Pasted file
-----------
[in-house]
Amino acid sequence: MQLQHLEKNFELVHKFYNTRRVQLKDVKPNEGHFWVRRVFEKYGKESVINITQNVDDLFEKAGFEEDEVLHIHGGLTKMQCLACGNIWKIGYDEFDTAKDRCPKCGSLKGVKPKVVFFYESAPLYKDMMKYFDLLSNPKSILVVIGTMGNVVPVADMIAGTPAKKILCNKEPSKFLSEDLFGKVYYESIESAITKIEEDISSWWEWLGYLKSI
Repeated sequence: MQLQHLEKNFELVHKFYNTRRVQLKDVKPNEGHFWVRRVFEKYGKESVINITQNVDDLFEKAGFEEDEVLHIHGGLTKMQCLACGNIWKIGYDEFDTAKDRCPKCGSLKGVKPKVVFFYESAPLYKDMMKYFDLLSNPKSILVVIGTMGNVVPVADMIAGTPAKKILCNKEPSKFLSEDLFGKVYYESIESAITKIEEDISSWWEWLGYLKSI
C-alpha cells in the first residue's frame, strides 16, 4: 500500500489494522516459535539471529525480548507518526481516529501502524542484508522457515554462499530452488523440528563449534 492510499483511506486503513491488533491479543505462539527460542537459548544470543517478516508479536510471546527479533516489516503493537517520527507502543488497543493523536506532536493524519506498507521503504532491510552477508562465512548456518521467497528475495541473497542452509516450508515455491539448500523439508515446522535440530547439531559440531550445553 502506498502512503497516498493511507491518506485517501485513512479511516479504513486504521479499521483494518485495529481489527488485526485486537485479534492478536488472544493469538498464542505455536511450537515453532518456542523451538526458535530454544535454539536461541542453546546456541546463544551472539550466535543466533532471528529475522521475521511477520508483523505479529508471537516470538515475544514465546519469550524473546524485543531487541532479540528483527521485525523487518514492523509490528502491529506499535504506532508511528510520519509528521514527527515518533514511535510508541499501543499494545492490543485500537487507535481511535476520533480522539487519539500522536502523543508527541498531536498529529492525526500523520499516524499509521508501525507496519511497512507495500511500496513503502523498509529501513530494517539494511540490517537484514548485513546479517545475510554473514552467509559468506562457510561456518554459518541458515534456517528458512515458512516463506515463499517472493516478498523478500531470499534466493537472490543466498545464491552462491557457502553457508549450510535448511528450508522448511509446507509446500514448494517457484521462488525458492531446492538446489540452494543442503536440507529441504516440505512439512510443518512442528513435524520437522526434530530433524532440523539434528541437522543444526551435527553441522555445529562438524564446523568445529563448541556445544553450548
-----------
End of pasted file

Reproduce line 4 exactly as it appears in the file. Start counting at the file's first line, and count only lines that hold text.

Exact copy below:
C-alpha cells in the first residue's frame, strides 16, 4: 500500500489494522516459535539471529525480548507518526481516529501502524542484508522457515554462499530452488523440528563449534 492510499483511506486503513491488533491479543505462539527460542537459548544470543517478516508479536510471546527479533516489516503493537517520527507502543488497543493523536506532536493524519506498507521503504532491510552477508562465512548456518521467497528475495541473497542452509516450508515455491539448500523439508515446522535440530547439531559440531550445553 502506498502512503497516498493511507491518506485517501485513512479511516479504513486504521479499521483494518485495529481489527488485526485486537485479534492478536488472544493469538498464542505455536511450537515453532518456542523451538526458535530454544535454539536461541542453546546456541546463544551472539550466535543466533532471528529475522521475521511477520508483523505479529508471537516470538515475544514465546519469550524473546524485543531487541532479540528483527521485525523487518514492523509490528502491529506499535504506532508511528510520519509528521514527527515518533514511535510508541499501543499494545492490543485500537487507535481511535476520533480522539487519539500522536502523543508527541498531536498529529492525526500523520499516524499509521508501525507496519511497512507495500511500496513503502523498509529501513530494517539494511540490517537484514548485513546479517545475510554473514552467509559468506562457510561456518554459518541458515534456517528458512515458512516463506515463499517472493516478498523478500531470499534466493537472490543466498545464491552462491557457502553457508549450510535448511528450508522448511509446507509446500514448494517457484521462488525458492531446492538446489540452494543442503536440507529441504516440505512439512510443518512442528513435524520437522526434530530433524532440523539434528541437522543444526551435527553441522555445529562438524564446523568445529563448541556445544553450548